Recently, the subject of a financial transactions tax came to the forefront of Congressional proposals for new legislation. The tax – denominated a “miniscule” 0.01% – is touted as a way to raise hundreds of billions of dollars in new taxes for the government to spend on various pet projects. Experience tells us that the applicable rate will not remain at the proposed initial low rate of one basis point and will no doubt gradually increase over time.
Additional factors argued to support the proposed tax include the desire of Congress to rein in high frequency trading and similar transactions by large investors and a claim that “fairness” would require such a tax since there is no sales tax currently imposed on financial transactions.
What will happen, of course, is that investments by people who are by no stretch of the imagination rich and who do not and cannot engage in high frequency trading will be subjected to this tax. Although the tax would also apply to institutional and other large investors, it seems likely that they will pass the costs on to individual investors or develop other workarounds. When one considers that this proposal means taxing every contribution an individual makes to one’s qualified retirement account as well as each rebalancing event in the account, it becomes evident that this tax over time will have an undoubted impact on these small savers as well as the large accounts which are ostensibly the primary target of the tax.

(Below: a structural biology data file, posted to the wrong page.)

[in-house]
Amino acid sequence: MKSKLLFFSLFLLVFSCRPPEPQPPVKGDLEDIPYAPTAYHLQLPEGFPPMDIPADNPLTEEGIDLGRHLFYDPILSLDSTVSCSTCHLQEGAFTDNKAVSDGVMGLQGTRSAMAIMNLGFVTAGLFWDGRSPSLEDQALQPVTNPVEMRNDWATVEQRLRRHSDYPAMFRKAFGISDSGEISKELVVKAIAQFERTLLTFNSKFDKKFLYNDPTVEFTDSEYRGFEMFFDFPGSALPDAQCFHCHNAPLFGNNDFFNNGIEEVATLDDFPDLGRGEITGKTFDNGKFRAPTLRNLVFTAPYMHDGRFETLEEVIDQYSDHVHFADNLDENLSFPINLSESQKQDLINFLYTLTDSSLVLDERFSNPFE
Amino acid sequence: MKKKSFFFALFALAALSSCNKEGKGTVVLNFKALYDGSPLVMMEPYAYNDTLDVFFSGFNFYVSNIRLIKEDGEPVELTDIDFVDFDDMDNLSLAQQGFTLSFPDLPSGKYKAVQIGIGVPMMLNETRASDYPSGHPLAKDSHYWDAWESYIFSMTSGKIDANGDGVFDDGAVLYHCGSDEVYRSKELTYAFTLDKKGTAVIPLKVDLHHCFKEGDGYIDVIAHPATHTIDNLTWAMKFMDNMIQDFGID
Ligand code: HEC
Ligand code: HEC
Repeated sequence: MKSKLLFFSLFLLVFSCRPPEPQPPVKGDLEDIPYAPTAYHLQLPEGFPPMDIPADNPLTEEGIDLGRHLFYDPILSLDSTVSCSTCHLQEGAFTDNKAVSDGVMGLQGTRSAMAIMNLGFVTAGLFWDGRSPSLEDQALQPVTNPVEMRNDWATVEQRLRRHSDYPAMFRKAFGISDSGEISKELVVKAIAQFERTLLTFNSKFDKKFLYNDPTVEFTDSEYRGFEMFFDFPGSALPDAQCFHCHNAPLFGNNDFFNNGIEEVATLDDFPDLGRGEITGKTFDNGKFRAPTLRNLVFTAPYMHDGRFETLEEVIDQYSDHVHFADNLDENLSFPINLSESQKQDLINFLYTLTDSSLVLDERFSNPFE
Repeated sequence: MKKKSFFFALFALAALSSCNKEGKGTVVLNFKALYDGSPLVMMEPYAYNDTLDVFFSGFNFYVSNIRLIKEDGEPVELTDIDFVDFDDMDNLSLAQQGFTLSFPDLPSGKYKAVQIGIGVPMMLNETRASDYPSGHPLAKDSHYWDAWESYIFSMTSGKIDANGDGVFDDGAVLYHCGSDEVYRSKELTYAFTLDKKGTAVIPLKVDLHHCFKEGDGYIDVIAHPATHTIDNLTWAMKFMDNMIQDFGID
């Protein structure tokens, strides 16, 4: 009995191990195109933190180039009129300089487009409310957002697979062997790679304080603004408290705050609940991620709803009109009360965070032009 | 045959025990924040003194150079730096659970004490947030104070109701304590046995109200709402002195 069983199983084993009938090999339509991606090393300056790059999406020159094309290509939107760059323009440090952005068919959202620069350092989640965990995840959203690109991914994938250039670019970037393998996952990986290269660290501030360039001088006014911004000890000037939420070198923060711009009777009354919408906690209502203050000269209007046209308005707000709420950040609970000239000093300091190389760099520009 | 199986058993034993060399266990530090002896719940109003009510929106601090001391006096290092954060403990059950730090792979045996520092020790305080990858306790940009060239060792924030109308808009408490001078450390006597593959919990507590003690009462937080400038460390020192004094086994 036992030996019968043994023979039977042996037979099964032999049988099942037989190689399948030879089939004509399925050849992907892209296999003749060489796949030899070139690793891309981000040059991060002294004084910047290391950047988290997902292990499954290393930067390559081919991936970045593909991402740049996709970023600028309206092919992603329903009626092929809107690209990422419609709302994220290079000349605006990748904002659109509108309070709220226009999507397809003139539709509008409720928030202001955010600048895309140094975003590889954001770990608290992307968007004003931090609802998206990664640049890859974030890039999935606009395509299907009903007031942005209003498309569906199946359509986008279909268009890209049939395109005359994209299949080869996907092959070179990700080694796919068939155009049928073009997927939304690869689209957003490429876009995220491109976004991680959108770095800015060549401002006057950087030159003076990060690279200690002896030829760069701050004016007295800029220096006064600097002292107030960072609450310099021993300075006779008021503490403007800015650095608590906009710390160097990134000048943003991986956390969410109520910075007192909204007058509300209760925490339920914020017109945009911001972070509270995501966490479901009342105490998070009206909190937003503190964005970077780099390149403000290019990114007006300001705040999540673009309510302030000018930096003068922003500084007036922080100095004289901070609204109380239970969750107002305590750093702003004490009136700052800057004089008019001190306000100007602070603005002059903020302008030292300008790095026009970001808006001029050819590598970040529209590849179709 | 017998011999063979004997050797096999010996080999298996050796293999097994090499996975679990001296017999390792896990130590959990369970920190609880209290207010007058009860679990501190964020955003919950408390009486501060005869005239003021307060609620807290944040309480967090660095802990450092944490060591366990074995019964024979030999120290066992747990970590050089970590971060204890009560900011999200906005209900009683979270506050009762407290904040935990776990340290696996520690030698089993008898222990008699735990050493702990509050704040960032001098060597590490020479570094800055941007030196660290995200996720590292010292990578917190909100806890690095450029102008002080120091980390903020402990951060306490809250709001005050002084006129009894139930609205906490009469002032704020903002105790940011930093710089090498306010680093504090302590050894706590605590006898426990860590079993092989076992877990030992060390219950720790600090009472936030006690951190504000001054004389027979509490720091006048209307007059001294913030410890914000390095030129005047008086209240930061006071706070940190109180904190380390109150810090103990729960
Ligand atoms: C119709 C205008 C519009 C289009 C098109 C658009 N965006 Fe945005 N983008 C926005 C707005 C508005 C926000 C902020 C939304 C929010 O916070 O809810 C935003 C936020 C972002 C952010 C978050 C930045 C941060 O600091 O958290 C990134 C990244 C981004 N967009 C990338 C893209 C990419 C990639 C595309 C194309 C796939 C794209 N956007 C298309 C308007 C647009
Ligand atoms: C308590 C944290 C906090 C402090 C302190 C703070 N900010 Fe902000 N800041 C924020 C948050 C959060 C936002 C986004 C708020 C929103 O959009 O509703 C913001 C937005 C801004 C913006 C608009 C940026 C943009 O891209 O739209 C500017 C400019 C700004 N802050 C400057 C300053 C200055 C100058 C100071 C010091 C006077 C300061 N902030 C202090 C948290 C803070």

Even more discouraging is the fact that the government is moving to force workers to contribute to retirement plans containing investments selected by the government and then taxed at the outset and every step along the way. Once again, government taxation will not be progressive but instead will burden all investors and not just the “rich”. There is likely to be a better way and our next blog will suggest one possible approach.